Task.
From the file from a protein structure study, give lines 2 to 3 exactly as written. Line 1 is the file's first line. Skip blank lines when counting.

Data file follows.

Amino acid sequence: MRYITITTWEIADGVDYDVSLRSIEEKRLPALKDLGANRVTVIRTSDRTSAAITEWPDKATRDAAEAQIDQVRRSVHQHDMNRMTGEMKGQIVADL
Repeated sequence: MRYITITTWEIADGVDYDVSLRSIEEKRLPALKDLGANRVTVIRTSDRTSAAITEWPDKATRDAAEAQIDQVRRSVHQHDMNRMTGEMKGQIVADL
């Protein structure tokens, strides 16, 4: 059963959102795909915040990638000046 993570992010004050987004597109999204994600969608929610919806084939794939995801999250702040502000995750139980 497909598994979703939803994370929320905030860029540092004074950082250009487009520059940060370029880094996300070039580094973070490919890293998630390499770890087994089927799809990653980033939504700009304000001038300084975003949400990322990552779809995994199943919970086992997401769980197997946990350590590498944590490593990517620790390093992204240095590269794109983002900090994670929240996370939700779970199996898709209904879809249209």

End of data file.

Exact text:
Repeated sequence: MRYITITTWEIADGVDYDVSLRSIEEKRLPALKDLGANRVTVIRTSDRTSAAITEWPDKATRDAAEAQIDQVRRSVHQHDMNRMTGEMKGQIVADL
């Protein structure tokens, strides 16, 4: 059963959102795909915040990638000046 993570992010004050987004597109999204994600969608929610919806084939794939995801999250702040502000995750139980 497909598994979703939803994370929320905030860029540092004074950082250009487009520059940060370029880094996300070039580094973070490919890293998630390499770890087994089927799809990653980033939504700009304000001038300084975003949400990322990552779809995994199943919970086992997401769980197997946990350590590498944590490593990517620790390093992204240095590269794109983002900090994670929240996370939700779970199996898709209904879809249209």